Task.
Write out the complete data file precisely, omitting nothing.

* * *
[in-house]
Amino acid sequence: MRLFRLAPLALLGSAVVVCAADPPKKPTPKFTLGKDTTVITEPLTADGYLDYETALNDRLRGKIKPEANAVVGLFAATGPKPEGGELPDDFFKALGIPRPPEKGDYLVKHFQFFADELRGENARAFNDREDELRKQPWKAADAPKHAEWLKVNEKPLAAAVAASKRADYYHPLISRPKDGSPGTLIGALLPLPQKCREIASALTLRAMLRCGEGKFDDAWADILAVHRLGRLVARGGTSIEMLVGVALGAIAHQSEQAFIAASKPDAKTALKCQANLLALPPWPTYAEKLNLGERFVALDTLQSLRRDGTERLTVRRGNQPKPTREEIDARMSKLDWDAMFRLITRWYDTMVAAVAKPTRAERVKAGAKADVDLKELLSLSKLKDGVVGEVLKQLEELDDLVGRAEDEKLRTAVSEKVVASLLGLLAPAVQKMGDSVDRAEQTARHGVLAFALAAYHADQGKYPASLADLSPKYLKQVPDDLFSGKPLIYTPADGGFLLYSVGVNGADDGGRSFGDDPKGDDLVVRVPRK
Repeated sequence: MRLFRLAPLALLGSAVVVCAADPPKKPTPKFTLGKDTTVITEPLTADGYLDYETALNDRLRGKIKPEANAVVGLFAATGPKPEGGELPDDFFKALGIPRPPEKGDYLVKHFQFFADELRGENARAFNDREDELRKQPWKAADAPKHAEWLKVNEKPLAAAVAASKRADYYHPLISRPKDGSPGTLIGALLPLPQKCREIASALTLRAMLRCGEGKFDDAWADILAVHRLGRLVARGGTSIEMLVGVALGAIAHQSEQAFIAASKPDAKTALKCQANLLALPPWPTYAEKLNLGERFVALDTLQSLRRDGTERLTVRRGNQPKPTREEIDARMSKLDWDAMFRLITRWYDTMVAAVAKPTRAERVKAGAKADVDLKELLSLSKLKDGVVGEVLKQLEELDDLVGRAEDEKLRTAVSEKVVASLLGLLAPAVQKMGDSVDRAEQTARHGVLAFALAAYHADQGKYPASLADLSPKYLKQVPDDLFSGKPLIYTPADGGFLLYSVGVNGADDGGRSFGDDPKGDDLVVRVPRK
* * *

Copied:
[in-house]
Amino acid sequence: MRLFRLAPLALLGSAVVVCAADPPKKPTPKFTLGKDTTVITEPLTADGYLDYETALNDRLRGKIKPEANAVVGLFAATGPKPEGGELPDDFFKALGIPRPPEKGDYLVKHFQFFADELRGENARAFNDREDELRKQPWKAADAPKHAEWLKVNEKPLAAAVAASKRADYYHPLISRPKDGSPGTLIGALLPLPQKCREIASALTLRAMLRCGEGKFDDAWADILAVHRLGRLVARGGTSIEMLVGVALGAIAHQSEQAFIAASKPDAKTALKCQANLLALPPWPTYAEKLNLGERFVALDTLQSLRRDGTERLTVRRGNQPKPTREEIDARMSKLDWDAMFRLITRWYDTMVAAVAKPTRAERVKAGAKADVDLKELLSLSKLKDGVVGEVLKQLEELDDLVGRAEDEKLRTAVSEKVVASLLGLLAPAVQKMGDSVDRAEQTARHGVLAFALAAYHADQGKYPASLADLSPKYLKQVPDDLFSGKPLIYTPADGGFLLYSVGVNGADDGGRSFGDDPKGDDLVVRVPRK
Repeated sequence: MRLFRLAPLALLGSAVVVCAADPPKKPTPKFTLGKDTTVITEPLTADGYLDYETALNDRLRGKIKPEANAVVGLFAATGPKPEGGELPDDFFKALGIPRPPEKGDYLVKHFQFFADELRGENARAFNDREDELRKQPWKAADAPKHAEWLKVNEKPLAAAVAASKRADYYHPLISRPKDGSPGTLIGALLPLPQKCREIASALTLRAMLRCGEGKFDDAWADILAVHRLGRLVARGGTSIEMLVGVALGAIAHQSEQAFIAASKPDAKTALKCQANLLALPPWPTYAEKLNLGERFVALDTLQSLRRDGTERLTVRRGNQPKPTREEIDARMSKLDWDAMFRLITRWYDTMVAAVAKPTRAERVKAGAKADVDLKELLSLSKLKDGVVGEVLKQLEELDDLVGRAEDEKLRTAVSEKVVASLLGLLAPAVQKMGDSVDRAEQTARHGVLAFALAAYHADQGKYPASLADLSPKYLKQVPDDLFSGKPLIYTPADGGFLLYSVGVNGADDGGRSFGDDPKGDDLVVRVPRK